On the monster side of the equation, a big question most long-time players will have is about the difficulty. There’s no clear cut answer to be found here, as some will struggle while others may find the experience of middling difficulty. The deciding factor will be player experience, willingness to upgrade armor and weapons to new Master Ranks, and whether players want to engage in multiplayer. However, no matter your skill level, Sunbreak adds even more things to do in a game already packed to the gills with tantalizing endgame goals.
In terms of what you’ll be using to take down new and returning monsters, Sunbreak introduces new levels of rarity with its Master Rank along with new Switch Skills and the Switch Skill Swap mechanic. To put it simply, players can now have two loadouts of Switch Skills that can be swapped back and forth mid-fight. For my Insect Glaive I utilized Tetraseal Slash and Diving Wyvern on my Red Swap Scroll while my Blue Swap Scroll featured Tornado Slash and the new Kinsect Slash move. Being able to have two loadouts and swap between them on the fly opened up new combat opportunities and allowed me to experiment with builds I might have simply overlooked in the past.
Outside of hunting and fighting, Elgado Outpost is a place bubbling with activity. Thankfully, there’s no need to jump back to Kamura Village as there are vendors here for everything. The Buddy Agent takes care of the Buddy Plaza mechanics (Meowcenaries, Argosy, etc), Chichae will handle Low, High, and Master Rank quests, there’s even a Smithy, Arena vendor, a food stall, and more. The smaller hub world also makes it less time-consuming walking or teleporting to each vendor.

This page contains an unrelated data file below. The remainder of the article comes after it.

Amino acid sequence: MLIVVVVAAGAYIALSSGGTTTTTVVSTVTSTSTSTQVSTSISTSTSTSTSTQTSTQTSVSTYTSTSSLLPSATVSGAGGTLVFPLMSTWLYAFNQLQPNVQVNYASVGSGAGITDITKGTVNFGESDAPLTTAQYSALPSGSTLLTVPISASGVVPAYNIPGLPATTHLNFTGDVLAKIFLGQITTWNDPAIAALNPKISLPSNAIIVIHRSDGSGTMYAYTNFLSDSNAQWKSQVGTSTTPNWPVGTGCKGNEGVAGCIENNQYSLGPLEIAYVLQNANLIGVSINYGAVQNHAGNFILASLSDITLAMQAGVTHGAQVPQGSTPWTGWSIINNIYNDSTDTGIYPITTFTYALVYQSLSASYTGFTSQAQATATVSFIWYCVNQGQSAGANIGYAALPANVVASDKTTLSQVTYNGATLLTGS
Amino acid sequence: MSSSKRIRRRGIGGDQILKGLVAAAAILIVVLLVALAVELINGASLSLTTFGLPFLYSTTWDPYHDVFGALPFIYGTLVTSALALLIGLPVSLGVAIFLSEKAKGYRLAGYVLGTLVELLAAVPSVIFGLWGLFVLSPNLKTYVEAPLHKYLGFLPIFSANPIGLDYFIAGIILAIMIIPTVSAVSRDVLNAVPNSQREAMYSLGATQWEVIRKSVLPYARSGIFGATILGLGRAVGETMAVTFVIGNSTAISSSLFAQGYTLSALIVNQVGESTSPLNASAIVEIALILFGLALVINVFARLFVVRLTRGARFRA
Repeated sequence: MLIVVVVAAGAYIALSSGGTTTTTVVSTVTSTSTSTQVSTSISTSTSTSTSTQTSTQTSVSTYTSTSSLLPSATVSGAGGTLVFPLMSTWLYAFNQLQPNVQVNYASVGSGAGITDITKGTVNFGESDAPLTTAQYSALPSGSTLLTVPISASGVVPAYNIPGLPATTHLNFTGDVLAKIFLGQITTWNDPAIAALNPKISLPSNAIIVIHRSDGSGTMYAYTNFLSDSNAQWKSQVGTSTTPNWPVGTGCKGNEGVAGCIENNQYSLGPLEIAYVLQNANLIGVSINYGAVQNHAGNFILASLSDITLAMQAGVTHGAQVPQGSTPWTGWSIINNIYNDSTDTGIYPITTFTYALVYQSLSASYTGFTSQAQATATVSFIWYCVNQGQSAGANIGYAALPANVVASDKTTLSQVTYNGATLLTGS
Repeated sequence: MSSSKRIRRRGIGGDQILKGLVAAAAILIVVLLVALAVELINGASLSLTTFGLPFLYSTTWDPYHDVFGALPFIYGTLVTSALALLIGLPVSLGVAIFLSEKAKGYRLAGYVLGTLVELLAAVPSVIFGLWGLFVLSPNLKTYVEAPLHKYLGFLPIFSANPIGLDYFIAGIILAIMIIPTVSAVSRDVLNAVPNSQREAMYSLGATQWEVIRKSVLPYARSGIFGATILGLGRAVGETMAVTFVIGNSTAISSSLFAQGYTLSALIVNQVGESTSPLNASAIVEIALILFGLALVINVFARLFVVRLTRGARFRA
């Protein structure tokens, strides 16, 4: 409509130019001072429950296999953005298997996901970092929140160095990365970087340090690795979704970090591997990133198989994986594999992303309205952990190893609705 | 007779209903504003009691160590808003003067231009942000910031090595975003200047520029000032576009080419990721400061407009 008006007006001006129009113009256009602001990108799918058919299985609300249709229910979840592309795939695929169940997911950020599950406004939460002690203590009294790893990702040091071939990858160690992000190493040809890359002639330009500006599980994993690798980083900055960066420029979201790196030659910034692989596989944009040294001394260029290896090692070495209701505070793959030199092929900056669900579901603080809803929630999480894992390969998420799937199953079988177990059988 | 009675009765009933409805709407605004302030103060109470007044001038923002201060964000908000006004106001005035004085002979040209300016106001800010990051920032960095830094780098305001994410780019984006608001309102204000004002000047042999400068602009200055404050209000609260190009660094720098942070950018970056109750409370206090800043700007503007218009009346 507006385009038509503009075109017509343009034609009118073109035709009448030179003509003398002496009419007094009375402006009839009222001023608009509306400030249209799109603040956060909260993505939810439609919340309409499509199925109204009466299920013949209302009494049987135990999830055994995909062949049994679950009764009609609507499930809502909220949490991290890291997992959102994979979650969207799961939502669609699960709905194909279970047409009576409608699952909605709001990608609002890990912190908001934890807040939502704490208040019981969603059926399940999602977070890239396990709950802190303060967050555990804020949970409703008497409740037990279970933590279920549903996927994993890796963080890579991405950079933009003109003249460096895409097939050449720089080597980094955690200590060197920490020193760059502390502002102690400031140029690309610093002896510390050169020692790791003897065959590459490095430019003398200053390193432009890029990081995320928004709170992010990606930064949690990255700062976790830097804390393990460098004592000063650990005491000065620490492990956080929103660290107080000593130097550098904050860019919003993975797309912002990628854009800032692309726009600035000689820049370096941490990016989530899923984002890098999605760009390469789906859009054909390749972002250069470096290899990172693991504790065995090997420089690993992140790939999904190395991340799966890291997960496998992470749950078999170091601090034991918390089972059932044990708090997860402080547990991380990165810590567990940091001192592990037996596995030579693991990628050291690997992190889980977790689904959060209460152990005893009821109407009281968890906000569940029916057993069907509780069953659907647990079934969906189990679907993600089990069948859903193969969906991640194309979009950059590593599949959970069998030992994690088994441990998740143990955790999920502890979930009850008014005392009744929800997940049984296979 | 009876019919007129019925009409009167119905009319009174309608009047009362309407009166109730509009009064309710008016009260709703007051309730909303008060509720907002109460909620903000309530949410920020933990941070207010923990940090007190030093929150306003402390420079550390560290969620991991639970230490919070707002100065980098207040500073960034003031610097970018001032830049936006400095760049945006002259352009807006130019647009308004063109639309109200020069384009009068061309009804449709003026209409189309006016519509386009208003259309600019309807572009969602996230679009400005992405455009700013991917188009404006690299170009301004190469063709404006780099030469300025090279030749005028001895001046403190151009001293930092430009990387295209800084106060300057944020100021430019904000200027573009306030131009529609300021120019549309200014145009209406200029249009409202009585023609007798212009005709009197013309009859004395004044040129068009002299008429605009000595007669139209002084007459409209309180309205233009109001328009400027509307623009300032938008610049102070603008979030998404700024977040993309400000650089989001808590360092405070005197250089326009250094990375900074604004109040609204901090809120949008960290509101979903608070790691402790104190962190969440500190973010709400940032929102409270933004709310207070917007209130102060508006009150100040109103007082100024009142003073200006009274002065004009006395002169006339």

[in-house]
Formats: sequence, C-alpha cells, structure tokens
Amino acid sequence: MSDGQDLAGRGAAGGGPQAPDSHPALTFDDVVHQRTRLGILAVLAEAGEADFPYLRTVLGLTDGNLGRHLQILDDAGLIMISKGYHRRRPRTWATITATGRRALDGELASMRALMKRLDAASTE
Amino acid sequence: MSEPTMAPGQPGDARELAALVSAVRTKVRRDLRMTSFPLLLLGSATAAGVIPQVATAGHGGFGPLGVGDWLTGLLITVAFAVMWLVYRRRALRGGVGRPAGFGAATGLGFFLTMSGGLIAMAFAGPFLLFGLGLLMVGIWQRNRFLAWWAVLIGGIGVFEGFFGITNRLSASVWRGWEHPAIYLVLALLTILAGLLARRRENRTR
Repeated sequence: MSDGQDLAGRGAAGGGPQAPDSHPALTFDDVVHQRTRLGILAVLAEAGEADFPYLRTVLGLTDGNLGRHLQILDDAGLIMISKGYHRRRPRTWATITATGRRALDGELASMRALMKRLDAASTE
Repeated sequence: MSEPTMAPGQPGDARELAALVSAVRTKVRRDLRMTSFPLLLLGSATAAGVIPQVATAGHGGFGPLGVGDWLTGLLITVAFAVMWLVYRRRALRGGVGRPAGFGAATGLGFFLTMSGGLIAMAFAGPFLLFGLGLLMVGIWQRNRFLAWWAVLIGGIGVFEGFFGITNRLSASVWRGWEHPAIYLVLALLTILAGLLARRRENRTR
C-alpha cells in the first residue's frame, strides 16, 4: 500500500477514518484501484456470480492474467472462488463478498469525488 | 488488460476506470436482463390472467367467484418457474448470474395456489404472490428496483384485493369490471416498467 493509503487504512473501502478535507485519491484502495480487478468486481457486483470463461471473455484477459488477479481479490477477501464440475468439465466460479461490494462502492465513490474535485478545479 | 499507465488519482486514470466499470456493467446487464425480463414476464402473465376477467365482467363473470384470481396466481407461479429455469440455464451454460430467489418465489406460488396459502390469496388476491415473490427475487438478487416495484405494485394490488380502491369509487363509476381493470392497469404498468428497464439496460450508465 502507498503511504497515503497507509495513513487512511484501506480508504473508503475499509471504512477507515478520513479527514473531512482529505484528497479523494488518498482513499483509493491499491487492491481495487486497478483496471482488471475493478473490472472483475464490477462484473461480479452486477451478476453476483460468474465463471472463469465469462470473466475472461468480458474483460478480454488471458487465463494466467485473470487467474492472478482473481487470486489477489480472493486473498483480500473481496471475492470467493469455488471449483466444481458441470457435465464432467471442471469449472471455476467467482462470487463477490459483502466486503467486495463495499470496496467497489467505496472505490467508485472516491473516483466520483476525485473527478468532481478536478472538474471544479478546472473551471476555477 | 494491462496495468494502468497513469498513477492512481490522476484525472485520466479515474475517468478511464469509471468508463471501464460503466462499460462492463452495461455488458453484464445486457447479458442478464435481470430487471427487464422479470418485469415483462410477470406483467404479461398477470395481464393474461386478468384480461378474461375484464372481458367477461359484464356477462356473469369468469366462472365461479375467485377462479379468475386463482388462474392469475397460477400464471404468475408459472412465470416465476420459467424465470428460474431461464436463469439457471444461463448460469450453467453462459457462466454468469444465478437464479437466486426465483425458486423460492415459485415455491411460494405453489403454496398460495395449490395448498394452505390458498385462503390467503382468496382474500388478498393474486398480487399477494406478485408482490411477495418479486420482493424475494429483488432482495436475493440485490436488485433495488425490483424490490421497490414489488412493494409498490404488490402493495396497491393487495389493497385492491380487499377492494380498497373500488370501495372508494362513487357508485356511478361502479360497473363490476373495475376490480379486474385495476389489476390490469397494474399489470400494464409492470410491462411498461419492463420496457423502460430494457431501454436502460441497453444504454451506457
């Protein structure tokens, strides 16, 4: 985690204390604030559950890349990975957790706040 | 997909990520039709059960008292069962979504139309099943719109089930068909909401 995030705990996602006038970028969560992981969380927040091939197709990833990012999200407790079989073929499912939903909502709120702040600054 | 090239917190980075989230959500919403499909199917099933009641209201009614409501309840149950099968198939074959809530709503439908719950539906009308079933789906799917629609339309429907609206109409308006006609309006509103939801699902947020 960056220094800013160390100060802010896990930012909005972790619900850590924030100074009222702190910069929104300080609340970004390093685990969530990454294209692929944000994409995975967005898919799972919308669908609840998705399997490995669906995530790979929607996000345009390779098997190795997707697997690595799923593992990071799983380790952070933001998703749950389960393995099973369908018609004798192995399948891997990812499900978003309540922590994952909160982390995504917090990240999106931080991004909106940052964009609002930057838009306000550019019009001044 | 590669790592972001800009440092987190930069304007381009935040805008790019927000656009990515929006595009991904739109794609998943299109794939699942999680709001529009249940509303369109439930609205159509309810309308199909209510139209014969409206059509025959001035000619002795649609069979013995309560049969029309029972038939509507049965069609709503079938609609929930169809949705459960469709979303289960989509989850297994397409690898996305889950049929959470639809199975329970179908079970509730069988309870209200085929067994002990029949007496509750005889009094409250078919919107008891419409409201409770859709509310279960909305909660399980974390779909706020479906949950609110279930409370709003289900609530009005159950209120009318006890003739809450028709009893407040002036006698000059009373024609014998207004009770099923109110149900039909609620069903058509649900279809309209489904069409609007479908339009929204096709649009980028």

One thing I continually appreciate about these games is that after each story mission, there is always something new to do in the hub worlds. The same holds true for Sunbreak. After each hunt, there are characters that want to talk to you, offering quests with unique rewards like the new Secret Support Moves for your Palicos. There’s this constant sense of progression and reward that propels you through to the endgame where you will no doubt find your own goals like honing your preferred build.
There’s just so much to unpack with Sunbreak that I couldn’t possibly go into each element. There are new Follower quests that see you go on hunts with an AI companion, you can now gamble with your dango meals for more powerful effects at a lower activation chance, the lottery system has new bonus rewards, the Buddy Recon mechanic lets you place buddies at set locations in biomes as single-use quick travel locations, and new Defender weapon tiers will help newcomers unlock the expansion even faster.
For long-time Monster Hunter players, it’s always worth picking up the expansions, especially in the case of Sunbreak. For those looking to get into Monster Hunter for the first time, treat Sunbreak like dessert: it’s there for you once you finish your meal. But whether you’ve been at the banquet for a long time or just getting your first plate, you can’t go wrong with Sunbreak, it’s a stellar addition to an already excellent experience.
These impressions are based on a Steam key provided by the publisher. Monster Hunter Rise: Sunbreak is available on June 30, 2022 for PC and Nintendo Switch.